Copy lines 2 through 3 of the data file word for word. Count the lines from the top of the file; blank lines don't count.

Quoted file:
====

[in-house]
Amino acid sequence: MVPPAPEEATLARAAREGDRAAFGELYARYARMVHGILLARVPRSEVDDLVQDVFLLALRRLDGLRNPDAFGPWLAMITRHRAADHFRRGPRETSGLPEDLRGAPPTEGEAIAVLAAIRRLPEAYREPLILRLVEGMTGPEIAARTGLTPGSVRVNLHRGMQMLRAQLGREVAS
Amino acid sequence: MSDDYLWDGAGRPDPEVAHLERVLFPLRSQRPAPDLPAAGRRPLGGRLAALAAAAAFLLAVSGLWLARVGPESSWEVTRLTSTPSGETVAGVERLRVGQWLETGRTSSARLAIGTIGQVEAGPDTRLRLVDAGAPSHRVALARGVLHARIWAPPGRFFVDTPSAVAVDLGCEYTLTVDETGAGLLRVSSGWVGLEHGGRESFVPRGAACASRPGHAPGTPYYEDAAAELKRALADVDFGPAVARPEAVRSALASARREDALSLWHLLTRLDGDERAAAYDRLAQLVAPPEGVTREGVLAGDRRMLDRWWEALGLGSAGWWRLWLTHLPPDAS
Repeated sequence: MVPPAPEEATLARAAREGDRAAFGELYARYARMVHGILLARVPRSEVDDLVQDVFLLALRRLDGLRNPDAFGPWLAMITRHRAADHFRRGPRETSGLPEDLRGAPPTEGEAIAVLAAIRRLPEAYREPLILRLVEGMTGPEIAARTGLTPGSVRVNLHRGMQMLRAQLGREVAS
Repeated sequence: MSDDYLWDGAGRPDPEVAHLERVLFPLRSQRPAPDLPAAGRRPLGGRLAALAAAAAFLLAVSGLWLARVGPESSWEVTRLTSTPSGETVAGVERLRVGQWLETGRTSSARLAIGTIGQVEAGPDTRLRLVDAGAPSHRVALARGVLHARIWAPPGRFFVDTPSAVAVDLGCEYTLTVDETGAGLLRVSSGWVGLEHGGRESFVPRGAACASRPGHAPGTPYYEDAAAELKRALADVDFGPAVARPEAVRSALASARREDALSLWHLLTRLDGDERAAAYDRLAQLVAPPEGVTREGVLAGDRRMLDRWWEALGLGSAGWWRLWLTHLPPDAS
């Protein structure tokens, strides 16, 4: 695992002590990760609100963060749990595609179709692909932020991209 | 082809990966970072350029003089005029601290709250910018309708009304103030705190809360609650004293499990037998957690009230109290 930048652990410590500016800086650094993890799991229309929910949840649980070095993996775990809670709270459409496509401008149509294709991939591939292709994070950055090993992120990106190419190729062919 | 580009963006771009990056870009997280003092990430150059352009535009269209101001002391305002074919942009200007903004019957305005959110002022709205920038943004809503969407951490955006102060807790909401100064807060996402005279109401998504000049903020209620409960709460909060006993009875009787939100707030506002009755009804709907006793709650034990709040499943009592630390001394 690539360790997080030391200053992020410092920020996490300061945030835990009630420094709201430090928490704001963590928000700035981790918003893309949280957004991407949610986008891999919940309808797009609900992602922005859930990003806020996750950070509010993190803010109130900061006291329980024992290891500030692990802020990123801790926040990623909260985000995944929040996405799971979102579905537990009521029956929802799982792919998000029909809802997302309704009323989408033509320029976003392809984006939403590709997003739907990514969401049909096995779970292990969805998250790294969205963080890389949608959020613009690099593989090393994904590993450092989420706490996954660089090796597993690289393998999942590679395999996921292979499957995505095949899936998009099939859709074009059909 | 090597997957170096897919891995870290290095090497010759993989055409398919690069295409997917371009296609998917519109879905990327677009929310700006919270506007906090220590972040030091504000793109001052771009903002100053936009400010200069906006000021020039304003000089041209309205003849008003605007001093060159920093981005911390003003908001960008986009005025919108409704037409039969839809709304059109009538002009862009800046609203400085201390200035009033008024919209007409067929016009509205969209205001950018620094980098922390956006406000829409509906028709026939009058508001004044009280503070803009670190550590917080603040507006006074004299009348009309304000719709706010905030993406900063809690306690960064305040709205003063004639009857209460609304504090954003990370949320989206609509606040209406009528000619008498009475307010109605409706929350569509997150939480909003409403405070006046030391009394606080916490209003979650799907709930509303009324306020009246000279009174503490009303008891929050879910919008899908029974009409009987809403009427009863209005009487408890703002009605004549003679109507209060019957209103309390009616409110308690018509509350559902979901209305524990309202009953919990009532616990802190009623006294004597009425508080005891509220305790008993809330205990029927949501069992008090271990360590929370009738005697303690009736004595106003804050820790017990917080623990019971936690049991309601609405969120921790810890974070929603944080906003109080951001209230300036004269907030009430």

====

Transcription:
Amino acid sequence: MVPPAPEEATLARAAREGDRAAFGELYARYARMVHGILLARVPRSEVDDLVQDVFLLALRRLDGLRNPDAFGPWLAMITRHRAADHFRRGPRETSGLPEDLRGAPPTEGEAIAVLAAIRRLPEAYREPLILRLVEGMTGPEIAARTGLTPGSVRVNLHRGMQMLRAQLGREVAS
Amino acid sequence: MSDDYLWDGAGRPDPEVAHLERVLFPLRSQRPAPDLPAAGRRPLGGRLAALAAAAAFLLAVSGLWLARVGPESSWEVTRLTSTPSGETVAGVERLRVGQWLETGRTSSARLAIGTIGQVEAGPDTRLRLVDAGAPSHRVALARGVLHARIWAPPGRFFVDTPSAVAVDLGCEYTLTVDETGAGLLRVSSGWVGLEHGGRESFVPRGAACASRPGHAPGTPYYEDAAAELKRALADVDFGPAVARPEAVRSALASARREDALSLWHLLTRLDGDERAAAYDRLAQLVAPPEGVTREGVLAGDRRMLDRWWEALGLGSAGWWRLWLTHLPPDAS